Recently, the Intellectual Property, Competition, Regulation and Supervision Section of the Lisbon Court of Appeals unanimously ruled on an appeal in a dispute regarding the construction of a water park.
In this case, the plaintiff company filed an injunction for the defendant company to be immediately prohibited from continuing to execute, through third-party contractors, the architectural and specialty plans described in the contract for the preparation of studies and plans and for the refurbishment, restoration, installation and expansion of the water park in question (the “Contract”). The appellant—a company that produces, designs, installs, markets and exports leisure and sports equipment for children—argued that the appellee could not continue working on the water park with a third company, as the plans the appellant had drawn up were protected by copyright and the amounts owed for these plans had not been paid.
The Lisbon Court of Appeals ultimately decided to dismiss the appellant’s requests, considering the appeal inadmissible and upholding the contested decision. The underlying discussion in this case and the considerations the court made about copyright are of particular interest.
In the appeal, the appellants sought to defend their alleged copyright protection for “architectural plans and water park equipment.” In their view, both the architectural plans and the water park equipment should be included as architectural artworks under article 2.g) and article 2.l) of the Copyright and Related Rights Code (CRRC).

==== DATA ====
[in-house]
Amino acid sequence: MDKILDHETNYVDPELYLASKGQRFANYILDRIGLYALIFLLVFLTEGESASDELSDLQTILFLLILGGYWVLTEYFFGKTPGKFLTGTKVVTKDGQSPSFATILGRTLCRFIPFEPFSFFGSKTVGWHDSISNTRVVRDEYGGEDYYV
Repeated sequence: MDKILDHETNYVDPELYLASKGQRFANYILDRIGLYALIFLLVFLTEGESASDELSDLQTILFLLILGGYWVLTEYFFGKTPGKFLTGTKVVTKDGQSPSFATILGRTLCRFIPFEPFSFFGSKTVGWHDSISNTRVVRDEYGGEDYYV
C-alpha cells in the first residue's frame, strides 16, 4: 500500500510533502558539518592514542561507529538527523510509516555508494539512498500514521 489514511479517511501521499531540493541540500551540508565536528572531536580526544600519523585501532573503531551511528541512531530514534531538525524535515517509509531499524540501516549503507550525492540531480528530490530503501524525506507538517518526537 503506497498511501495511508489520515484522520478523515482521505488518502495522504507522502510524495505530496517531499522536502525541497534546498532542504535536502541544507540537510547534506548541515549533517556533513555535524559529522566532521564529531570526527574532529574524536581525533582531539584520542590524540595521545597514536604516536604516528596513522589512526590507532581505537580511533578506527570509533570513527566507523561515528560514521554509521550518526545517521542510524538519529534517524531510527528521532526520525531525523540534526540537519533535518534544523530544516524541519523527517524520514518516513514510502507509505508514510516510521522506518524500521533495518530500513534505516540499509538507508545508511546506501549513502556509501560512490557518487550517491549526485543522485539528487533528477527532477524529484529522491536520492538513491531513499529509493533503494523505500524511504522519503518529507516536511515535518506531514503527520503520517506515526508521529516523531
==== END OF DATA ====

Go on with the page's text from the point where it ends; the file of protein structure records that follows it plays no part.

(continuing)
They argued that (i) all the works produced by the appellant are protected by copyright; and (ii) the proprietary content of these rights was never transferred to the appellee, and that these rights would only be transferred when the services included in the Contract were paid in full.
Both the first instance court and the court of appeals took the following view:
- First, based on the evidence the appellant provided, the originality required for the water park equipment to be protected by copyright protection rules (CRRC) cannot be considered to have been proven. Therefore, it is not considered to be protected by copyright.
- Second, regarding the transfer of the economic content of the copyright, the first instance court considered that the transfer of ownership of the copyright of the architectural works was contingent solely on the payment established in the agreed payment plan. It was not contingent on the full payment of the amounts agreed under the Contract, which included other services such as the refurbishment, repair and expansion of the water park, the design, repair and installation of new water park equipment, and the coordination of the work necessary for these purposes. Despite the appellants’ arguments, the court of appeals took this reasoning further, holding that the payment schedule stipulated in the Contract clauses enabled a correlation to be established between each payment and the different construction work and plans envisioned in the Contract. Therefore, the transfer of the copyright arising from the Contract occurs in correlation with the payment of each of the above concepts. When we also consider that the water park facility itself is not considered protected by copyright, we can conclude that if the specific payments for architectural plans—which are indisputably protected by copyright law—were made, these rights were transferred.
Based on all these reasons, the Lisbon Court of Appeals decided to dismiss the appeal.
Conclusion: This ruling is particularly interesting because (i) it specifies that not all visual artworks are protected by copyright and that originality is required; and (ii) it clarifies that the financial rights arising from copyright can be individually transferred without necessarily considering the totality of the services and amounts agreed in the respective contract.